Malema linked to dirty firm

2010-07-18 13:00
Mariechen Waldner and Piet Rampedi
ANC youth leader Julius Malema is a business partner of Dr Christos ­Eleftheriades, the man at the helm of Thermopower Technologies.

Thermopower will face criminal prosecution in the Kempton Park Magistrates’ Court on Thursday for a range of environmental transgressions.

The carcinogenic content of its ­emissions at its Gauteng waste treatment facilities are just below nuclear level, according to consultants to the surrounding community.

Eleftheriades’s Medicare Process Technologies and Malema’s Blue Nightingale Trading 61 are partners in Tshumisano Waste Management, a consortium that won a lucrative ­contract for the removal and treatment of medical waste from Limpopo’s ­hospitals and clinics.

Blue Nightingale, of which Malema is the sole director, owns a 3% stake in Tshumisano.

Malema yesterday denied that he was Eleftheriades’s business partner, saying he did not even know who ­Thermopower or Medicare Process Technologies were.

The ANC Youth League boss said he never dealt with the members of the Tshumisano consortium because they won Limpopo’s multimillion waste ­removal tender in 2005 and he only bought his Blue Nightingale company a year later.

“I was never in that thing. I was never part of them,” he insisted yesterday.

A range of recently published ­scientific reports hold the company ­responsible for highly toxic dioxin emissions and warn that Pretoria’s ­water supply is vulnerable because of lax standards at Thermopower.

Thermopower last week told City Press that a range of air quality studies and emission reports were regularly submitted to the ­relevant authorities and that these did not indicate that the community was adversely affected.

Eleftheriades said that the Tshumisano consortium paid Blue Nightingale a monthly dividend of R136 000.

He said he never directly dealt with Malema or the representatives of the company because the consortium had tasked one of its directors, Dr Phetole Sekete, to liaise with Blue Nightingale.

“All I know is that it is made up of youths. Dr Sekete is the guy who said we needed local content and youths and I agreed,” he said. “I’ve been asked about Malema but I’ve never dealt with him directly.”

Sekete could not be reached for comment last night.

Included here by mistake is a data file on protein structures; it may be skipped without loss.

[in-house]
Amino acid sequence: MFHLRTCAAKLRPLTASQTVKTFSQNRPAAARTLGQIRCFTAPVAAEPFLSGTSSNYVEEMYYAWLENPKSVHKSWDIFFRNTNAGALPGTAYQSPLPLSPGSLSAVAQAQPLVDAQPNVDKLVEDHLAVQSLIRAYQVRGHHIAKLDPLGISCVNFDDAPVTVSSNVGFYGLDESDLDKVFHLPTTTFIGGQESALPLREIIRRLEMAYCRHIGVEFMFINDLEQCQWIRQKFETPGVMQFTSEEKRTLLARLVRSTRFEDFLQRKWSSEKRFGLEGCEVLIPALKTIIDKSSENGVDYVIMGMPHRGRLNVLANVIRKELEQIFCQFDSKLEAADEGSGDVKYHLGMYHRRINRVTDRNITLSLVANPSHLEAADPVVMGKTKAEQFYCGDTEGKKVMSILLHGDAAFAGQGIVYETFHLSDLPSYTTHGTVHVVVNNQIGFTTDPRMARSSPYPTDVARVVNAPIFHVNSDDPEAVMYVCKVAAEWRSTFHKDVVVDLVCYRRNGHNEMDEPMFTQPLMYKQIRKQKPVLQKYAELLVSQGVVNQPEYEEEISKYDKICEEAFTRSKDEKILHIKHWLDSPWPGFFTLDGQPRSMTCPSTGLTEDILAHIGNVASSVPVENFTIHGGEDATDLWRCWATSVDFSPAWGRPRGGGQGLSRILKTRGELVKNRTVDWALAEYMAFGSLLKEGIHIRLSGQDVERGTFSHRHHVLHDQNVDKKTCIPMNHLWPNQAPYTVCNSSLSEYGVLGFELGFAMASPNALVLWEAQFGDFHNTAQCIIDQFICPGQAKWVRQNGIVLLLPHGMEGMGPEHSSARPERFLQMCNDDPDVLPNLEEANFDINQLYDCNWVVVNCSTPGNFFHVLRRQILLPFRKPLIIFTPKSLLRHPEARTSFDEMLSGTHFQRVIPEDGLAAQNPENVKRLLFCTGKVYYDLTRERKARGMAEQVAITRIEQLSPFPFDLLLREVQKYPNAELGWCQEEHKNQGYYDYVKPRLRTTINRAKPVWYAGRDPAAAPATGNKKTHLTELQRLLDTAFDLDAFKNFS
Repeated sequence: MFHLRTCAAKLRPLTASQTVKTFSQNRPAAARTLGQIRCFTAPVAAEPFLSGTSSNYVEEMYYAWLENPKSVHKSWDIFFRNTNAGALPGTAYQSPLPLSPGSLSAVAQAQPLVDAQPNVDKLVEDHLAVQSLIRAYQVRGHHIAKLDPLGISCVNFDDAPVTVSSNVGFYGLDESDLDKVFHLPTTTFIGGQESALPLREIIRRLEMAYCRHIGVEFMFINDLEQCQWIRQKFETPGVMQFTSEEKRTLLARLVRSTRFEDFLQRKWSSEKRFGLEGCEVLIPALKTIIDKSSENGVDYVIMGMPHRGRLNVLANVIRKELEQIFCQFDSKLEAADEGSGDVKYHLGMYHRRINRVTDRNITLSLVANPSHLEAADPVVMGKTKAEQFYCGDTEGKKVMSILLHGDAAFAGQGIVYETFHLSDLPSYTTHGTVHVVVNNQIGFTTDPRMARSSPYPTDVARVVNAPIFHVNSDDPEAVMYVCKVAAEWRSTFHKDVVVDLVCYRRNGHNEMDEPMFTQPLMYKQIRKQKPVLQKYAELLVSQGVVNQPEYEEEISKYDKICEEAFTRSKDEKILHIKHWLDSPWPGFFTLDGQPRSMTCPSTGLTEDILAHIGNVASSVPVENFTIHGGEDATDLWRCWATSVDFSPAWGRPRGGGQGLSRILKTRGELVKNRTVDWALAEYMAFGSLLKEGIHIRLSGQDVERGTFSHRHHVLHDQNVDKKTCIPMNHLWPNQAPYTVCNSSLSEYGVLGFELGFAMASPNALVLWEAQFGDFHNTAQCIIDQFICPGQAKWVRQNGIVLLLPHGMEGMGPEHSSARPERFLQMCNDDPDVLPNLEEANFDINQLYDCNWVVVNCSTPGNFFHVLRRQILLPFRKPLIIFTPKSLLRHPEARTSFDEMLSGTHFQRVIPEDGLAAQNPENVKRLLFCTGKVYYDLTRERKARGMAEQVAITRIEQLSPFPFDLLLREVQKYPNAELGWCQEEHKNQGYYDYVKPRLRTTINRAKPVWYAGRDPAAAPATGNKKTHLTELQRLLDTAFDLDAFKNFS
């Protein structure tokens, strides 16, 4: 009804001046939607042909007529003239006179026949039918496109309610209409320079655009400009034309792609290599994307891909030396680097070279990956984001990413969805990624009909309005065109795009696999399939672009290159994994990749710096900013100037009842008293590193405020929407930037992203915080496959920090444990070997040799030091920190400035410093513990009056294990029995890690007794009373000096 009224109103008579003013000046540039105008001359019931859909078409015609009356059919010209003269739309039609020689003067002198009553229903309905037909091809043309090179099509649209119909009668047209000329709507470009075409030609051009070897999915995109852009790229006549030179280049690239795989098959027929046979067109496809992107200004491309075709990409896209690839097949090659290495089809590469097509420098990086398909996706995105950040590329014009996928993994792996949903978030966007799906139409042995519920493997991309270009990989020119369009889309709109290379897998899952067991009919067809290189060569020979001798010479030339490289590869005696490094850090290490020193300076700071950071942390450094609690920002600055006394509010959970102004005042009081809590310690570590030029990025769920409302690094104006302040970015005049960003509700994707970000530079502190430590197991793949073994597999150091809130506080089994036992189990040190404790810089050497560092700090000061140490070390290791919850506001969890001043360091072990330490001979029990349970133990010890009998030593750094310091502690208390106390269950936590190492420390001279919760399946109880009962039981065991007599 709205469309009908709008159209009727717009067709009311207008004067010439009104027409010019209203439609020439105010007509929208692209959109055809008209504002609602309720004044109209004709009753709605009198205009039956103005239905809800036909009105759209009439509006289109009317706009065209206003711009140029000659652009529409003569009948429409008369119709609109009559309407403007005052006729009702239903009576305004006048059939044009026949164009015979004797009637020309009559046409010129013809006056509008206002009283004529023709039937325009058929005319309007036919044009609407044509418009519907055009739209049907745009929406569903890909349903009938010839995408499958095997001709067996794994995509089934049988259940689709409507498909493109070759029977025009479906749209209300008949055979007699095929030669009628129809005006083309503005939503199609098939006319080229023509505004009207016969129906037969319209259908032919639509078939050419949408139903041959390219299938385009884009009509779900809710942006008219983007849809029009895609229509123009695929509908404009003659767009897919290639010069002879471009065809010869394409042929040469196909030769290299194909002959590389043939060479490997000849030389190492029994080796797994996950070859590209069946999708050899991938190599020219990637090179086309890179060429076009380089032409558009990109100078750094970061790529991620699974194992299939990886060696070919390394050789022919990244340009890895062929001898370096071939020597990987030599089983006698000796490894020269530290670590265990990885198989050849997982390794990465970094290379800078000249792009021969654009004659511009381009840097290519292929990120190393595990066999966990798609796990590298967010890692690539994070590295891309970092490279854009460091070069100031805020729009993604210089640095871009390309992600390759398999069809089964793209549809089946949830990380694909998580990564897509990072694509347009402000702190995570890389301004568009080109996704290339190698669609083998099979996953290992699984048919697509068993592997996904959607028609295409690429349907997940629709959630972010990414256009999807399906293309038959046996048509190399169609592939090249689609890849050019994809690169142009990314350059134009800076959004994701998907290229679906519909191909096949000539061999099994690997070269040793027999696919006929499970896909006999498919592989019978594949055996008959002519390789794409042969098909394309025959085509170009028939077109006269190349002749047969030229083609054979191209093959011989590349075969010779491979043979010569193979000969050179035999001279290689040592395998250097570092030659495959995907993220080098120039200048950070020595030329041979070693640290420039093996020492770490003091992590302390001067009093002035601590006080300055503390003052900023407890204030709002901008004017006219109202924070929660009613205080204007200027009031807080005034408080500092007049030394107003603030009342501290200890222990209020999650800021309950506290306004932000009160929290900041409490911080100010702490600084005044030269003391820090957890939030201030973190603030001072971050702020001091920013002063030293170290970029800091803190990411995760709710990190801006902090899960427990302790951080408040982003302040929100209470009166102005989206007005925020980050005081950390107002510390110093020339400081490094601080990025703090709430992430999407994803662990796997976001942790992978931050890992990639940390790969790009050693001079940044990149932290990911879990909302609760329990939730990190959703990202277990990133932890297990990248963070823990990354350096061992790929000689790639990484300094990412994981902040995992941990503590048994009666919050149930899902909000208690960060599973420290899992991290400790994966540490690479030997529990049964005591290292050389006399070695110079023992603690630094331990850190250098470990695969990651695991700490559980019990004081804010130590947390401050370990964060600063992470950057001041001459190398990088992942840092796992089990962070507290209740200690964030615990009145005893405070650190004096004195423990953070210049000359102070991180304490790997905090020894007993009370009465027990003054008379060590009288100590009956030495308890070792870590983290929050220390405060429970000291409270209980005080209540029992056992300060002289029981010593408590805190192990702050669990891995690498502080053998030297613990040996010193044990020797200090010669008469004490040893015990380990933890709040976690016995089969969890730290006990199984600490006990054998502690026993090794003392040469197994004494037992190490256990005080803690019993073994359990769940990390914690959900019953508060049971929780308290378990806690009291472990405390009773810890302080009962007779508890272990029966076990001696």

Malema said if Thermopower were taken to court for polluting the ­environment, so be it.

“They must take them to court if that is what they are doing. I do not know those people. I do not even know who Thermopower is. When you first asked me, I thought you were talking about energy things.”

He added that even Public Protector Thuli Madonsela, “who goes around saying ‘give me any file that has Julius’s name in it’ will never find a thing”.

The community of Olifantsfontein, which has been battling Eleftheriades and the odorous, toxic emissions from Thermopower for years, does not know Malema is in business with the man they hold responsible for their health problems.

Ironically, they approached the ANC youth leader to help them in their battle against Eleftheriades.

“He has not replied yet,” said community leader Kgomotso Modiselle.

The community is up in arms about the fumes that cause ­burning eyes, sore throats and respiratory problems.

Reports show that the affected in a 1.5km radius include: 200 agricultural workers, 1 000 scholars, 1 000 ­households of between three and five people, and 1 000 industrial workers.

Eleftheriades has applied for ­permission to extend his plant, a move opposed by the community.

He also has plans to truck in hazardous waste from KwaZulu-Natal after the decommissioning of the Guernica waste treatment plant in Durban.
The community want to stop this.

Residents are also wary of what they regard as an overfriendly relationship between Thermopower and the local ANC.

City Press is in possession of a ­grovelling letter written to Thermopower by ANC Andrew Mapheto Zone secretary Tshilidzi Munayi.

It reads: “With greatest humility, the Zonal Executive Committee of the ­African National Congress appreciate with much gratitude indeed for your company to avail its highest management to engage arising out of health-related issues raised by our commu­nity members from public meetings ­beings held Saturday, 7 of February 2009, Clayville Ext 27.”